When it comes to the user experience, speed is one of the most important factors to consider.

When a computer or a web service runs sluggishly, it gives users the feeling that it is antiquated, obsolete, and in need of replacement. As information technology speeds up, user patience decreases – people want computers that perform as fast as they think.

This is something that Google caught onto years ago, which is why website loading speed has been one of its major SEO factors since 2010. But do cloud service users in a business environment care about speed the same way e-commerce shoppers do?

The short answer is yes.

However, at the same time, business cloud platforms are dealing with ever-increasing amounts of data. Users are sending and uploading high-resolution images, PDFs, and other files that, if left uncompressed, slow down the user experience for everyone involved.

In a business environment, this can lead to unnecessary delays. This is especially true with business processes that rely on images and PDFs frequently. Fast cloud service means lower processing time, greater productivity, and less overall frustration in the office.

The key to keeping your cloud service platform working at top speed is downsizing images and PDFs using a file reducer. In many cases, you can shrink PDF files and images automatically, and set them to decompress upon transfer for fast, seamless integration.

How to Decrease File Size on the Cloud

Web applications increasingly rely on high-resolution images and PDFs, and users increasingly expect these files to perfectly fit their device and screen resolution on the fly.

Without implementing a file reducer, this means creating your own image service and uploading multiple image sizes for every large file you host. If that sounds like a waste of CPU resources, bandwidth, and storage, it’s because it is.

A more streamlined and modern approach would be to program the cloud for dynamic resizing and cropping of high-resolution images. Let the cloud determine how to best decrease file size for optimal transfer in real-time.

Google Cloud Storage makes this possible through an App Engine API. You can extract a special URL for any image that incorporates this functionality for free, paying only for the actual storage space the full-resolution image or PDF takes up on its own.

On the Google Cloud Storage platform, this API takes on the following form:


That little snippet of code lets you point to an uploaded image while specifying the size and fidelity of the image shown to any particular user. By default, it returns a maximum length of 512 pixels, but you can append the URL to scale down the longest dimension while maintaining the original image’s aspect ratio.

You can also append the URL to crop the image as necessary. This lets you shrink image photo size to fit your users’ devices, sending a perfectly sized image from the start, reducing loading time and making the cloud service run faster.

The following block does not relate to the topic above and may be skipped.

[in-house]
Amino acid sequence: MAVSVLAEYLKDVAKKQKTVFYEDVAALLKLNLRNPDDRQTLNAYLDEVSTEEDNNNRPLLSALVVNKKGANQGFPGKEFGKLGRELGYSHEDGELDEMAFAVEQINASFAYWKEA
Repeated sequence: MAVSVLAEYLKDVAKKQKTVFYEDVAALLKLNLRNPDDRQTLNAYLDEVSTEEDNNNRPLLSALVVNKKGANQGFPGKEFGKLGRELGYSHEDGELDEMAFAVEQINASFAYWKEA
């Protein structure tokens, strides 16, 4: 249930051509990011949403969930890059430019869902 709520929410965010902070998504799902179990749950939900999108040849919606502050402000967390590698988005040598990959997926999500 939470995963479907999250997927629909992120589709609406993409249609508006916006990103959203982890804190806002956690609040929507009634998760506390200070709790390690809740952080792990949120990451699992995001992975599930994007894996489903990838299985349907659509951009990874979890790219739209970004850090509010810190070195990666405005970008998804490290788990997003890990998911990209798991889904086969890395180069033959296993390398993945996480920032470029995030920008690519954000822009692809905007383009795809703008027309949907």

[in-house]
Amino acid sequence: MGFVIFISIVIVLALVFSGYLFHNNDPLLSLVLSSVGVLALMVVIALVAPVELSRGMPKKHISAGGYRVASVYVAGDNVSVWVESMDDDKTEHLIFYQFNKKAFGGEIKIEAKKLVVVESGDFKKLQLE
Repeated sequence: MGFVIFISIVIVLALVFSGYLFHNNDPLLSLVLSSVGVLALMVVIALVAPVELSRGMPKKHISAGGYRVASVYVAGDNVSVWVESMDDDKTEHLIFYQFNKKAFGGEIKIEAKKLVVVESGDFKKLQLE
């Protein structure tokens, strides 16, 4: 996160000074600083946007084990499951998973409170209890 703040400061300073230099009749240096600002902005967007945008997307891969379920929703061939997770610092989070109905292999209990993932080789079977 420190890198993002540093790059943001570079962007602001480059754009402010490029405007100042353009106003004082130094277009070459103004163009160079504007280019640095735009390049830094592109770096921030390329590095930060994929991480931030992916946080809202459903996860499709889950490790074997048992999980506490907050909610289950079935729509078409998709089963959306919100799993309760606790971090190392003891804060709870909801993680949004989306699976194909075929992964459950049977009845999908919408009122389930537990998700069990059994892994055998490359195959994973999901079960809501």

Shrink PDF Files and Images with Web-Specific Compression

You can use the method above to decrease file size for images and PDFs on the response side of your cloud server. But this still requires you to upload a full-size high-resolution image to the server in the first place. However, web-specific image compression can help reduce uploaded file size from the start, as well.

Images and PDFs destined for print need to have high resolutions in order to avoid appearing pixelated on paper. However, files only intended for display on computer screens need not be nearly as precisely rendered. Even the highest resolution photos will look attractive once saved in a web-specific format.

Consumer photo editing software makes this simple. For instance, in Adobe Photoshop CC 2015 and later, you can use the Save for Web option to automatically save images in a web-ready format. A typical photograph-resolution image has at least 300 dots-per-inch (DPI), whereas a web-ready image file has 72 DPI.

Even on the most advanced displays on the market today, a 72-dpi image renders faithfully. The .JPEG file format generally loads the fastest while maintaining optimal image quality. The .PNG format also works well while adding the additional benefit of enabling transparent backgrounds for images.

In a similar way, industry-standard PDF application Adobe Acrobat offers a PDF Optimizer for web-ready compression. This optimizer discards data that is not needed to correctly display the PDF in question, ensuring that it is as lean as possible while retaining a suitably high resolution for digital displays.

However, as with Photoshop, the process can make pixelate prints. If you are hosting images or PDFs that you expect to print, you will need to maintain at least 300 DPI – but you can still use lossless compression to improve data transfer speeds.

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